Close call for Clear Creek kayaker

Posted at 10:57 PM, May 24, 2016
and last updated 2016-05-25 00:57:52-04

As Memorial Day weekend approaches, many Coloradans plan to celebrate in or near water.

Warming temperatures mean rising creek levels, and that means an increased danger to those wanting to play in rivers and streams.

Michael Tucker found out how dangerous that water can be during a kayak outing Tuesday afternoon in Clear Creek.

He was doing a roll in a section near Lion’s Park in Golden when he hit a rock.

“The water was too shallow,” he said, “and I hit my head.”

Tucker then struggled to get himself upright. He had to get out of the kayak and swim to shore as another kayaker quickly moved in to offer aid.

Tucker made it to the north bank of Clear Creek, breathing heavily from exhaustion.

Coincidentally, a couple of swift water rescue teams were training just a few blocks downstream.

Instructors from West Metro Fire & Rescue and South Metro Fire and Rescue are teaching skills they hope team members never have to use.

They spent most of the day getting to know the water and how to navigate through the rapids.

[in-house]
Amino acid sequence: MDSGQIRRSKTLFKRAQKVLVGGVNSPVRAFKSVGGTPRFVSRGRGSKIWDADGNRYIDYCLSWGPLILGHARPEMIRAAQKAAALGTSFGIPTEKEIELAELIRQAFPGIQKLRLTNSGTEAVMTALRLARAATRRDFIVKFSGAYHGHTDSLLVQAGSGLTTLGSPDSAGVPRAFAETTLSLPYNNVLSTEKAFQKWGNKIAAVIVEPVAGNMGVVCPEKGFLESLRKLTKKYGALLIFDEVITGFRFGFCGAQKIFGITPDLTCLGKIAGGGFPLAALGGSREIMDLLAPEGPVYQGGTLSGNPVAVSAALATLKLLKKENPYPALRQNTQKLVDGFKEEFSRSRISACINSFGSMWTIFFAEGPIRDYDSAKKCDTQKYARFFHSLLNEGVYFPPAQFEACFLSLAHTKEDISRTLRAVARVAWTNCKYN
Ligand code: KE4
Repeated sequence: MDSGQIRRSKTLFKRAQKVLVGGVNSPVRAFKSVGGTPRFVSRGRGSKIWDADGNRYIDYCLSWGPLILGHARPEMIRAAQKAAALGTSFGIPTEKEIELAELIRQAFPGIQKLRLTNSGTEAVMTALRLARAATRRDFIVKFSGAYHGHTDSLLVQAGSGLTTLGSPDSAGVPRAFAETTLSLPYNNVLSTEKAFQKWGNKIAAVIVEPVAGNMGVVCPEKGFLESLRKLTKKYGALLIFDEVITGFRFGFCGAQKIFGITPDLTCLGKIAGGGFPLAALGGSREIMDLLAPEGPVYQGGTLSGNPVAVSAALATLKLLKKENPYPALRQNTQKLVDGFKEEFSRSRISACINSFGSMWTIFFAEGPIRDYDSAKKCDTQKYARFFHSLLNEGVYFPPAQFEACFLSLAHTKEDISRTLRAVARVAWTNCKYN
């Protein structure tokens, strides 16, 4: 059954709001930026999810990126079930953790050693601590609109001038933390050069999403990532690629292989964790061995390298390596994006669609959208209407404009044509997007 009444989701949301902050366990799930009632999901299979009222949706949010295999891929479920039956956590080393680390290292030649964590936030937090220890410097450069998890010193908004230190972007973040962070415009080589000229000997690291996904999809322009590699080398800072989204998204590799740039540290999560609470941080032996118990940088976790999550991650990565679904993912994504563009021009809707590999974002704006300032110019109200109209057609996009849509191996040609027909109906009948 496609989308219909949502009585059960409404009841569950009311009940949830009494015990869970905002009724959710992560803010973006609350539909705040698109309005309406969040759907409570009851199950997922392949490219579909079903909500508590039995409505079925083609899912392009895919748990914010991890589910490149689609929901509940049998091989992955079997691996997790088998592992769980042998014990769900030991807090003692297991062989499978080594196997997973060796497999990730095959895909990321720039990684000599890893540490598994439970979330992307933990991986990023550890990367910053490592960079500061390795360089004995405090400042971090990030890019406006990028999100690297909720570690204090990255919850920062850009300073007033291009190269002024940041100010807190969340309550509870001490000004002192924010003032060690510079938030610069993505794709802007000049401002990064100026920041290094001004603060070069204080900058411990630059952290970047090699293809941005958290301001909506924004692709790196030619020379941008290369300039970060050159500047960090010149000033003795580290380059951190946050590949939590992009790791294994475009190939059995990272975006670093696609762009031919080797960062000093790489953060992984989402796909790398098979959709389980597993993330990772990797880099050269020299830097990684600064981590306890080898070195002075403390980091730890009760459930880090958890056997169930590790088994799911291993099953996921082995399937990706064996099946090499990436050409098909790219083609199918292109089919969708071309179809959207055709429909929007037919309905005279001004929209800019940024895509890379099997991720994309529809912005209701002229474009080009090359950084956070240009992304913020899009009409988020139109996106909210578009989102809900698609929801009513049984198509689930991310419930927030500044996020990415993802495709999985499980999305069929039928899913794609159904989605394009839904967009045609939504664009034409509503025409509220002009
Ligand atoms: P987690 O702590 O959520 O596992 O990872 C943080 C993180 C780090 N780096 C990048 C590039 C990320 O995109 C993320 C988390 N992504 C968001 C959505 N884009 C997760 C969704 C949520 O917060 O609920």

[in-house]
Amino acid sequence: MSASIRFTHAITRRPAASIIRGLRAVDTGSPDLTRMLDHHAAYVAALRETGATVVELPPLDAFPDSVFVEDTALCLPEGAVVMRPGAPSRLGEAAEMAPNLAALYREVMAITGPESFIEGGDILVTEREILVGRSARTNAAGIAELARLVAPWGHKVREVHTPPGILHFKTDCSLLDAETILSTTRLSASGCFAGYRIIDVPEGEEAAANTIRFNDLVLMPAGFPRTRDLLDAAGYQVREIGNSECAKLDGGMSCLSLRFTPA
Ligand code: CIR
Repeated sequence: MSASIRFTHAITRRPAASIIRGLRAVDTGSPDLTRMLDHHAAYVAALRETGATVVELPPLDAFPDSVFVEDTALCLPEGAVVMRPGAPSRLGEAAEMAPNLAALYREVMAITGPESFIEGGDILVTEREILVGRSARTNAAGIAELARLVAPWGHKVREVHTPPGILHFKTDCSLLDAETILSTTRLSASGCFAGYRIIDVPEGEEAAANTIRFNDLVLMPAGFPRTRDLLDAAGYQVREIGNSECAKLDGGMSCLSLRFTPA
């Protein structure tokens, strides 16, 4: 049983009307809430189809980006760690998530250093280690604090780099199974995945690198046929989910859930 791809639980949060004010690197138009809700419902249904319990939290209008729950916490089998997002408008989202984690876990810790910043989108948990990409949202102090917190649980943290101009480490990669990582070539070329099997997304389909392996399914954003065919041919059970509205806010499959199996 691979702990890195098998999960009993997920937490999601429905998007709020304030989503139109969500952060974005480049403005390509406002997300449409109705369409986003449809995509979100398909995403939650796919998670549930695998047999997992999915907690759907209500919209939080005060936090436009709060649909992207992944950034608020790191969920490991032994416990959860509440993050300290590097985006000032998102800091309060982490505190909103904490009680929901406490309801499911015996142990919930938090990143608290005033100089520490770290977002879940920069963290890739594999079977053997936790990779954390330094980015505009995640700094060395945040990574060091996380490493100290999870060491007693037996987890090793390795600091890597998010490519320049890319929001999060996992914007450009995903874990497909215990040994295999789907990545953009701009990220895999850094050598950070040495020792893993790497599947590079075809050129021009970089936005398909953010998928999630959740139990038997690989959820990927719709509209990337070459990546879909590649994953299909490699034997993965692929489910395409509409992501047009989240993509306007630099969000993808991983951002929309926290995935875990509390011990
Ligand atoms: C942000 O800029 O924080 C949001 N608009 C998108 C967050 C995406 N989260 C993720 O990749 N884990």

“Today, the creek is running at 460 cubic feet per second,” said Gabriel Jenkins, an instructor with West Metro Fire.

He said coping with the velocity of water in the narrow stream can wear you out quickly.

“Even just walking across in knee-deep water, that can be enough to sweep you downstream pretty easily,” said Robert Baker, an instructor with South Metro Fire Rescue.  

Baker said water temperature can also take a toll, if kayakers or tubers aren’t prepared. He said the water temperature in Clear Creek ranges is in the forty plus degree range.

“People without proper equipment can very quickly lose dexterity and the ability to concentrate,” he said. “Those are all signs of hypothermia and they’ll set in real quick.”

Kayaker Mark Burckhard, who is also a rafting guide, says water levels will continue to rise as more snow melts.

He said in two more weeks, Clear Creek could have three times the flow it does now.

He was glad to hear that rescue teams are training in the creek, knowing that many other people will be playing in the water in the weeks to come.

“You only get about four months of snowmelt,” he said. “You have to take advantage of it, when the water is high.”